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Santorum, Obama and Phony Theology

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"The president has reached a new low in this country's history of oppressing religious freedom that we have never seen before." With these words (and others), GOP candidate and former Pennsylvania U.S. Senator, Rick Santorum, revealed that apparently he wants to be President of the United States in the worst way. Speaking in Ohio about, of all things, energy policy and domestic energy production, Santorum declared that President Obama was practicing "some phony theology. Not a theology based on the Bible." Later in the weekend, on CBS's "Face the Nation," Santorum sought to clarify his remarks by conceding that he actually does believe Obama's consistent statements about being a Christian. But Santorum immediately followed that concession with an attack on radical environmentalism, viewing it as some kind of threatening theology. And finally, on Sunday in Georgia, he seemed to equate Germany under Hitler to the U.S. today under Obama.

Throughout all of these campaign contretemps, one wishes Santorum, well, would act both a bit more presidential and a bit more Christianly, especially given his own devout Catholicism and the long-standing Catholic commitment to a dialogic society. One also wishes Santorum would evidence a bit more James Madison and a lot less Machiavelli. James Madison is not known as one of our greatest presidents, but undeniable is the fact that, among the Founding Fathers, he was one of the most careful, cerebral members of our founding generation, especially when it came to the relationship between politics and religion.

Madison witnessed first-hand religious persecution in his native Virginia as the state imprisoned Baptists for preaching, singing and worshiping without an official state license. Madison worked tirelessly for the constitutional language forbidding any kind of religious test for holding federal office, and also for the two incomparably important religion clauses of the First Amendment. He once referred to religious freedom as promising "a lustre to our country." According to former federal judge and devout Catholic John T. Noonan, Jr., "It is Madison whom American experience has vindicated."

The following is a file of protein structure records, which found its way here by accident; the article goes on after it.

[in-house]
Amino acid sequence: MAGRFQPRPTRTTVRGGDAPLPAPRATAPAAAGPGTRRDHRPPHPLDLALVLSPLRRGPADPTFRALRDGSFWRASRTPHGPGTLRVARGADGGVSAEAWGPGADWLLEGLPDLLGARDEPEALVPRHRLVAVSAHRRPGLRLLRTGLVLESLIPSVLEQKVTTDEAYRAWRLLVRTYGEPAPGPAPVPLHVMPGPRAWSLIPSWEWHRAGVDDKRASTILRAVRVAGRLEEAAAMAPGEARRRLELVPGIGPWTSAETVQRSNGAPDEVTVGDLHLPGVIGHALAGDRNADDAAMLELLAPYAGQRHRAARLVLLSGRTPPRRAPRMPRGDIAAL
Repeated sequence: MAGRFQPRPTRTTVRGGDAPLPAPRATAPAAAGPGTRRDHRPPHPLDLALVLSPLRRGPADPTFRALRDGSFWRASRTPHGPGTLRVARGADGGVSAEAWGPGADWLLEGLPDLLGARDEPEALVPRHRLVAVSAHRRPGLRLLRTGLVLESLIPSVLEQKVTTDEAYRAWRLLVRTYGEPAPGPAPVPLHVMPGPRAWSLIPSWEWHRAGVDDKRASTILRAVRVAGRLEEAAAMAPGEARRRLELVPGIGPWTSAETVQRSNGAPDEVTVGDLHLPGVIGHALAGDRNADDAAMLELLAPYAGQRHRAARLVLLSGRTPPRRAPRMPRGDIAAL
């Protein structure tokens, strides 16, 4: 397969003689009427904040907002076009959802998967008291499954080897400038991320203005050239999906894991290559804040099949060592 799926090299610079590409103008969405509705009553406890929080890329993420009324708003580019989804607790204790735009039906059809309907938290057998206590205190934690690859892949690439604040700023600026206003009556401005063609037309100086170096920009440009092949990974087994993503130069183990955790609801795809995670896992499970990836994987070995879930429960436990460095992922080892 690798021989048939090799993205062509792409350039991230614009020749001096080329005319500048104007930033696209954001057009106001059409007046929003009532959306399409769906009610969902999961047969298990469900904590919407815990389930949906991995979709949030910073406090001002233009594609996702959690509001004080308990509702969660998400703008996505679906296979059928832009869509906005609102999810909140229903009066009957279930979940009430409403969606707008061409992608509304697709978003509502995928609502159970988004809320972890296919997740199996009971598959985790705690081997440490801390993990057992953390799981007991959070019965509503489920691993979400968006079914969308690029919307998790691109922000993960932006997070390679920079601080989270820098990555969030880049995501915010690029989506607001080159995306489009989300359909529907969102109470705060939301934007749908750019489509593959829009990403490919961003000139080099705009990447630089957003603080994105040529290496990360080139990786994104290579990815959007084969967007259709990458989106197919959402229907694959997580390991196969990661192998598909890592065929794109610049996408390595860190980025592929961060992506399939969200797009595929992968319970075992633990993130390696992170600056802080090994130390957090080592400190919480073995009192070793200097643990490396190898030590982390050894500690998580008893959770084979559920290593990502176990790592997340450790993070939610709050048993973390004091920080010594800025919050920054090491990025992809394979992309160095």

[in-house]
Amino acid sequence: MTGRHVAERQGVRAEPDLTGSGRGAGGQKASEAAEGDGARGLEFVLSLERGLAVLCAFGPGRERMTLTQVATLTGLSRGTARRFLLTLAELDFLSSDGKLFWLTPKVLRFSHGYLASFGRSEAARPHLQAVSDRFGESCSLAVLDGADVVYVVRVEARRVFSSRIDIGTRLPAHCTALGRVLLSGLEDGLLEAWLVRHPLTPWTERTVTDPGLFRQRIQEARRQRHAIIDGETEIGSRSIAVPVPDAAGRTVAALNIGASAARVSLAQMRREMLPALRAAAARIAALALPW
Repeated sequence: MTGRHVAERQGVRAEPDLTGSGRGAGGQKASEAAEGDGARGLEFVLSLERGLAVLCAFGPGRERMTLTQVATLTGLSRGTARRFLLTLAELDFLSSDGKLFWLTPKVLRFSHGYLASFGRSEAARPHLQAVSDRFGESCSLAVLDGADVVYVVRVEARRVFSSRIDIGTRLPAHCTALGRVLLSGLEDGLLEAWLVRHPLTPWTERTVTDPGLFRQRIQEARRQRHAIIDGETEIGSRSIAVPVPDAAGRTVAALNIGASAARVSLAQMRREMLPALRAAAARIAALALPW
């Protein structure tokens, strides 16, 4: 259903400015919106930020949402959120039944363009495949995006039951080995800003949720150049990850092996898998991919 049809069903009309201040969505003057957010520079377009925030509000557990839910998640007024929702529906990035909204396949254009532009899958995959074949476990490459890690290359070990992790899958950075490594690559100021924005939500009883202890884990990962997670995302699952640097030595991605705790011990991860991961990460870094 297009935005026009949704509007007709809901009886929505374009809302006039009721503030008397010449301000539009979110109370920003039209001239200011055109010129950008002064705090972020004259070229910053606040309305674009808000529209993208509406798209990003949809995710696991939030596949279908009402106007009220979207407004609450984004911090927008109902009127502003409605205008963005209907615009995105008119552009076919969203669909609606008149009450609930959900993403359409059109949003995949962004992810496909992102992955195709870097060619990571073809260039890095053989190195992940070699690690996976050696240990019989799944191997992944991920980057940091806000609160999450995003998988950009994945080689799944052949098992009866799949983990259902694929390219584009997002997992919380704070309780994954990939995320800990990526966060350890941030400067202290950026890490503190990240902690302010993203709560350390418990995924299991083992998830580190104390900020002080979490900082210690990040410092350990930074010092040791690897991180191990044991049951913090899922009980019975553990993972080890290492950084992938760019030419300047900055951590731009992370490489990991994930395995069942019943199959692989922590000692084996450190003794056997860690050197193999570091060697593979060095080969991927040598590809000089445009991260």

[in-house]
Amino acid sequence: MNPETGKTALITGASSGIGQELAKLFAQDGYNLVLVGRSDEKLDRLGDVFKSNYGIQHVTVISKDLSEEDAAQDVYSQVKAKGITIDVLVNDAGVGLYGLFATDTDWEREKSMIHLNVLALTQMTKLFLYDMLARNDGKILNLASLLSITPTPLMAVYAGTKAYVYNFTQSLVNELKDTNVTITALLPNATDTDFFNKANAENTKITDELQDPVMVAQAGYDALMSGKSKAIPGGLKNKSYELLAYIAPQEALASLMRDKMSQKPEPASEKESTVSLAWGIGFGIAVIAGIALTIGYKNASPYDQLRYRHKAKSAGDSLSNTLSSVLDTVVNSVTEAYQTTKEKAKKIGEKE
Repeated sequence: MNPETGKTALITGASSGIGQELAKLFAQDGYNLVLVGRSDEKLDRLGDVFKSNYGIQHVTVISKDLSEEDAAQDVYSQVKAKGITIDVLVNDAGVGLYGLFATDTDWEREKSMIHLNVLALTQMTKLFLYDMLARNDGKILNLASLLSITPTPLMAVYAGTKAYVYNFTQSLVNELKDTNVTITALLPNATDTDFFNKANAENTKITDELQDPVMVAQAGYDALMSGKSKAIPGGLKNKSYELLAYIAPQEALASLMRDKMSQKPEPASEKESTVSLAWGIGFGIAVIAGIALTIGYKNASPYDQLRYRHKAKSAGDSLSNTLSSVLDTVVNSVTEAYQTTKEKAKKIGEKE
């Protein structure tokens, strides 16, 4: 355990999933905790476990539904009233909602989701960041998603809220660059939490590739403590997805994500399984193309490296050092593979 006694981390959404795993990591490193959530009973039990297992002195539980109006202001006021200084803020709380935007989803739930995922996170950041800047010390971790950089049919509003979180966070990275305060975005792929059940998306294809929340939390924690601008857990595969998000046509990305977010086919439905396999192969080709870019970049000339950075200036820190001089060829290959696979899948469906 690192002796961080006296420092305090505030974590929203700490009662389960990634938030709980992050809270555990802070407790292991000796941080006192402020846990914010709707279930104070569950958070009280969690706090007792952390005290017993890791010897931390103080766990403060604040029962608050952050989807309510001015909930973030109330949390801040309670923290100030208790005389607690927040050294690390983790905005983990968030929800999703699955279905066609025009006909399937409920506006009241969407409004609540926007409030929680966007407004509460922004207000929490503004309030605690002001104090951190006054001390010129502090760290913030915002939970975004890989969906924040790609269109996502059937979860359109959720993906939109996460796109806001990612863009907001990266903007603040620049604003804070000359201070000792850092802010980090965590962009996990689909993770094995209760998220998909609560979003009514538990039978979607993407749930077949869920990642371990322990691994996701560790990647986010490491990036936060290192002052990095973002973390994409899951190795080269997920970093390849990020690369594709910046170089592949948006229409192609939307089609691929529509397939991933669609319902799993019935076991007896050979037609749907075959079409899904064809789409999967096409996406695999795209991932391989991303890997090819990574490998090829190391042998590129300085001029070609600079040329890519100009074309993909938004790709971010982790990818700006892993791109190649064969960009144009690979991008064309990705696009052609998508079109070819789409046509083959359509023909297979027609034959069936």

Unfortunately, we have seen vitriolic and massively un-Madisonian conduct in presidential elections prior to this one. In 1800 Jefferson was accused of not only being an infidel but it was claimed he would burn Bibles and make everyone speak French. Lincoln was accused of being a heretic and a "scoffer" of Christianity throughout his political career, and was castigated by many for attending the theater on Good Friday! The election of 1908 brought spurious attacks on William Howard Taft's character and theological bona fides due to his being Unitarian and therefore obviously untrustworthy. In the election of 1960, former president Harry Truman declared that if folks in the South voted for Richard Nixon, they'd go to hell, leading John Kennedy to warn Truman against mixing politics and religion! And, of course, as Santorum himself should know, in 1960 Kennedy got it from about every corner on account of his Catholicism.

In spite of these (and other) examples in U.S. presidential history, Santorum's comments were over the top. In his accusations about Obama waging a "war on religion" and his "taking faith and crushing it," Santorum reminds me of Churchill's retort about an arrogant opponent in Parliament: "There but for the grace of God goes God." Santorum's hellacious hyperbole hints at his taking a page from the playbook of then-candidate George W. Bush in 2000; in speaking to fellow believers, Bush was instructed, "Signal early and signal often." Yet, Bush spoke, at times in thinly veiled God-talk, about who he was without denigrating the religion or theology of his opponent.

Santorum has not declared, as have others, that Obama is a Muslim or an atheist or an agnostic; he has not questioned directly Obama's Christianity. Rather, he calls into question Obama's theology, as if this were a contest for an endowed chair at a seminary and not a contest for our highest constitutional office. A "Theologian-in-Chief" is not what Madison and his colleagues had in mind nor is it what we need today. John Kennedy broke the stained glass ceiling in 1960, and in 2012 Mitt Romney may perform a similar feat with respect to Mormonism. But there should not and must not be any kind of theological litmus test for occupying the Oval Office.

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